APM AIOps vs. APM: What's the Same, and What's Different?
November 13, 2018

Christopher Tozzi
Fixate IO

You've heard of AIOps. You've heard of APM. And at times, you may have wondered what AIOps and APM have to do with each other — how they're similar, how they're different, and whether AIOps is actually just an advanced form of APM.

If these are questions you've found yourself asking as AIOps has grown in popularity, keep reading. This blog explains what AIOps and APM have to do with each other, and why you should think of AIOps as being about more than just APM.

What Is AIOps?

AIOps is a term coined by Gartner that stands (in its current usage, at least) for Artificial Intelligence Operations.

The driving idea behind AIOps is that it empowers IT operations teams to use data and machine learning to inform and automate the work they do.

If you've ever worked in IT Ops, you probably understand why this is useful. IT Ops tasks like troubleshooting an application performance problem or investigating a server crash typically involve a lot of guesswork and manual digging.

With the help of AIOps, IT Ops can significantly reduce the amount of guessing and sleuthing required to reach solutions.

What Is APM?

APM, which is short for Application Performance Management (or Application Performance Monitoring, depending on whom you ask), is also something with which you are likely familiar if you have ever worked in IT Ops.

APM is a category that includes the tools and processes required to ensure that applications perform as expected. It entails monitoring hardware infrastructure as well as software, and responding when performance problems are detected — ideally, in a manner timely enough to prevent disruption to end-users.

Increasingly, APM also encompasses tasks related to efficiency and optimization. You might use APM tools to help determine where you are overspending on cloud infrastructure, for example, or which of your databases are under-provisioned.

AIOps and APM

AIOps and APM, then, are similar in that they are both important areas of concern for IT Ops teams. AIOps and APM tools help to automate the work done by IT Ops to identify problems and respond to them before they become critical.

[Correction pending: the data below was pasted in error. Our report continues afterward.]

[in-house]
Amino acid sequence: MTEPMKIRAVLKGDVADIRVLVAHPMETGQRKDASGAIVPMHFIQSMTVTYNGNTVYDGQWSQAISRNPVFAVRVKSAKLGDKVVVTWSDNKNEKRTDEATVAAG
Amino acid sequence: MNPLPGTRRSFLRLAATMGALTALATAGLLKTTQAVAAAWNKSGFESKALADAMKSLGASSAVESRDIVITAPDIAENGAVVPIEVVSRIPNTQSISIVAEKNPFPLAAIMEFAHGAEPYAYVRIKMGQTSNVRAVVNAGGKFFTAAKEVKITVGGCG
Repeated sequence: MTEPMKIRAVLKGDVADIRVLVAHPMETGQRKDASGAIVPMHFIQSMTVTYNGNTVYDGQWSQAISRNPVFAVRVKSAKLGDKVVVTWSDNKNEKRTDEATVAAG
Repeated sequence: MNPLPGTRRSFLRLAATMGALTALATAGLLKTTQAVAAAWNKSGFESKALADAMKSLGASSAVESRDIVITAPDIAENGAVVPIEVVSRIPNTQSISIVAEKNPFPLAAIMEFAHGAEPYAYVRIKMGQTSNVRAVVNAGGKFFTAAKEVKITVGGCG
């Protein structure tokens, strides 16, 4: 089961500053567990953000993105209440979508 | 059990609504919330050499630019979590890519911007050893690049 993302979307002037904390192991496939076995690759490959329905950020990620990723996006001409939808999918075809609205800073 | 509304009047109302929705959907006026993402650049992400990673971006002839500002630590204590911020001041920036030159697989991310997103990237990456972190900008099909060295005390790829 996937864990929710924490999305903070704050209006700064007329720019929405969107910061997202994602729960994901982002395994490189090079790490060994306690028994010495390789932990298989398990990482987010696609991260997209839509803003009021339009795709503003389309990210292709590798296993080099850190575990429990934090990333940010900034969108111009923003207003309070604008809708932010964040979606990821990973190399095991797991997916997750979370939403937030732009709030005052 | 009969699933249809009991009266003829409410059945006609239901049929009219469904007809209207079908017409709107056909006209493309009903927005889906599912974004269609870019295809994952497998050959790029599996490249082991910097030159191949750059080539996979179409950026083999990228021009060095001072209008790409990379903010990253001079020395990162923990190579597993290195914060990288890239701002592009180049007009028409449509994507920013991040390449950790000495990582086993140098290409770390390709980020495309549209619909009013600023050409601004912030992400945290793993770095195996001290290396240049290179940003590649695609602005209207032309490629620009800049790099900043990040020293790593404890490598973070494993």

This does not mean, however, that AIOps and APM are the same thing. There are key differences:

AIOps is newer
AIOps is a new and emerging field. APM, in contrast, has been well-established for years. At this point, you won't find many AIOps tools on the market, but you can find plenty of APM resources.

AIOps is broader
AIOps can help with APM in key ways by using machine learning to help interpret all of the data that APM tools collect. AIOps can also automate responses to application performance events so that action occurs immediately, without a need to wait on humans to intervene.

However, AIOps can provide insights for more than just APM. AIOps can also assist with security operations and monitoring, for example, or with infrastructure provisioning and application deployment. These tasks are related to APM, but they are distinct from it.

AIOps is about more than monitoring
APM tools mostly help IT Ops teams to detect problems. They might provide recommendations about how to fix them, but resolution typically requires a manual response by engineers, who have to make decisions based on the data presented to them.

AIOps can take this process a step further. By using data to determine the cause of an issue and the best solution, then implement it automatically, AIOps significantly reduces the risk of human delay or error. It helps provide a better end-user experience, while also saving time for engineers.

To learn more about AIOps, download The Definitive Guide to AIOps.

Christopher Tozzi is Senior Editor of Content and DevOps Analyst at Fixate IO
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